Berks

Albright College economics professor talks Senate tax bill

'It's going to create some stimulus'

READING, Pa. - The debate over the largest tax reform plan in decades isn't over yet as Republican Pennsylvania U.S. Sen. Pat Toomey held a news conference in Philadelphia on Monday to praise the proposal.

"We fundamentally restructure the business tax code so that American workers and businesses can compete in a global economy," Toomey said.

Senate Republicans also said their bill will help the middle class.

"It definitely lowers the tax burden on low-income and middle-income working families," he said. 

Opponents, like independent Vermont U.S. Sen. Bernie Sanders, said it's not the way to go. 

"Sen. Toomey was one of the leading advocates for this bill," Sanders said during a rally in Reading on Sunday. "Trickle down economics is a trick. It's a fraud. It has never worked and it will never work."

Sanders said he's concerned about what the bill could do to the deficit.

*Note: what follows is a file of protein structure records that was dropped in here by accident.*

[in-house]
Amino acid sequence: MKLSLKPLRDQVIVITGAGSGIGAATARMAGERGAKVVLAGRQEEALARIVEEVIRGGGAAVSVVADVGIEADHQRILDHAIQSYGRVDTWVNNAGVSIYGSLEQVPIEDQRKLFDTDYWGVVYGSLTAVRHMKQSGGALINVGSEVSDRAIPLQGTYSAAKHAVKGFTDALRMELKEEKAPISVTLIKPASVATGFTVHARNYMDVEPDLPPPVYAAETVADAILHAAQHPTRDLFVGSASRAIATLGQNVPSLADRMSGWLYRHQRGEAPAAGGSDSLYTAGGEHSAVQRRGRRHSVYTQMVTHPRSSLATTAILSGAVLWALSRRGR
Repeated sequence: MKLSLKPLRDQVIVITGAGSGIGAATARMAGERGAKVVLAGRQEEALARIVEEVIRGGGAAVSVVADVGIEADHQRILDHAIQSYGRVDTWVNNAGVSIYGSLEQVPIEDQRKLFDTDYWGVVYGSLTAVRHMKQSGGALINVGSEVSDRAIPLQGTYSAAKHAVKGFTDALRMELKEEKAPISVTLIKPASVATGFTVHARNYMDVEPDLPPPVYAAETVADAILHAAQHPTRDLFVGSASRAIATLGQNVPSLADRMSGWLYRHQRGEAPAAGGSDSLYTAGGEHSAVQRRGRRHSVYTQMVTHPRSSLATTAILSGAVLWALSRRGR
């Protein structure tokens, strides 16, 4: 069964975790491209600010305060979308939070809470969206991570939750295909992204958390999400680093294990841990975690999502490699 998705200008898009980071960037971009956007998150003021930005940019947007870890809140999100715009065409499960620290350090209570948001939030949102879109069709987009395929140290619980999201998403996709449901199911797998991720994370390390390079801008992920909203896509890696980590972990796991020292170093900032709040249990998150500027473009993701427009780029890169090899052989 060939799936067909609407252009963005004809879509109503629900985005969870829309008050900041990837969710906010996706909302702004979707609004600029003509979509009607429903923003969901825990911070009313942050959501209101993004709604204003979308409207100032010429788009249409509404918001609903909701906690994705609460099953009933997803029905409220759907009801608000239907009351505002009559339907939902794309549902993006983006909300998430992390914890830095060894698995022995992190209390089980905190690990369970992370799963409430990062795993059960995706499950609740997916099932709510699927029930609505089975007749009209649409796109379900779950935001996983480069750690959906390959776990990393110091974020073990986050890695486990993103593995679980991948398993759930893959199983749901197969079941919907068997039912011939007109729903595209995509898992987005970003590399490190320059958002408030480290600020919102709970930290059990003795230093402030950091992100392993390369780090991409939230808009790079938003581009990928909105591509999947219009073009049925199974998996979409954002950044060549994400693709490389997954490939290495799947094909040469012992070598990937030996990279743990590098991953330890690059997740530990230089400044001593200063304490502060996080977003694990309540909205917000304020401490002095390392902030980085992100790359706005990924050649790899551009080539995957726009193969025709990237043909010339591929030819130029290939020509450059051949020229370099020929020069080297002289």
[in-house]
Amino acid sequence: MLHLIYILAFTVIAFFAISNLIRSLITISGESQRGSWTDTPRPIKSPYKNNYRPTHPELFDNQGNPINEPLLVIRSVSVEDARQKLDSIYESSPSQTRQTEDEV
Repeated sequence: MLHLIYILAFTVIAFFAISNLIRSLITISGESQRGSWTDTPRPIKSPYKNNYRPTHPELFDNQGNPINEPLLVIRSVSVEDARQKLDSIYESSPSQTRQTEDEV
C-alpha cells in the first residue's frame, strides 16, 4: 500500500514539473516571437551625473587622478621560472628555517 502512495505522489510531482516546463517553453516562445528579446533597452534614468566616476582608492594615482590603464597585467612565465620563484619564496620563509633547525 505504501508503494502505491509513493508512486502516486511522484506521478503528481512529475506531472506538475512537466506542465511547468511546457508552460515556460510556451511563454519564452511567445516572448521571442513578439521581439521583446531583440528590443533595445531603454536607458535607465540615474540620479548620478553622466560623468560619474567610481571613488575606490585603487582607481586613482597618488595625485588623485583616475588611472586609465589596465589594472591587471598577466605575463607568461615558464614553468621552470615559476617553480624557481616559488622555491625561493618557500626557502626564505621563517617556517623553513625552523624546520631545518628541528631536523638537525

"You don't say to the young people of America, 'Hey, I got a great gift for you. I got a $20-trillion debt. I didn't have the guts to deal with it. I'll let you," he said.

Farhad Saboori, an economics professor at Albright College in Reading, said he has questions for both sides about the deficit and debt. He sees it as a "supply side" bill.

"Creating more incentives for businesses to invest, for corporations to bring their operations back to the United States and create economic activity," Saboori explained.

Will that equal increased wages and more job growth? Saboori said that is still unclear.

"The opportunity for more investment is really not there or hasn't changed. Why would they hire more people and create more economic activity?" Saboori said.

He does, however, see some stimulus opportunity for the middle class.

"There's some additional tax deductions for middle class," he explained, "so, it's going to create some stimulus." 

The bill itself has not been finalized, as both the House and Senate will meet in conference committee to iron out details before the bill goes to the President Trump's desk.


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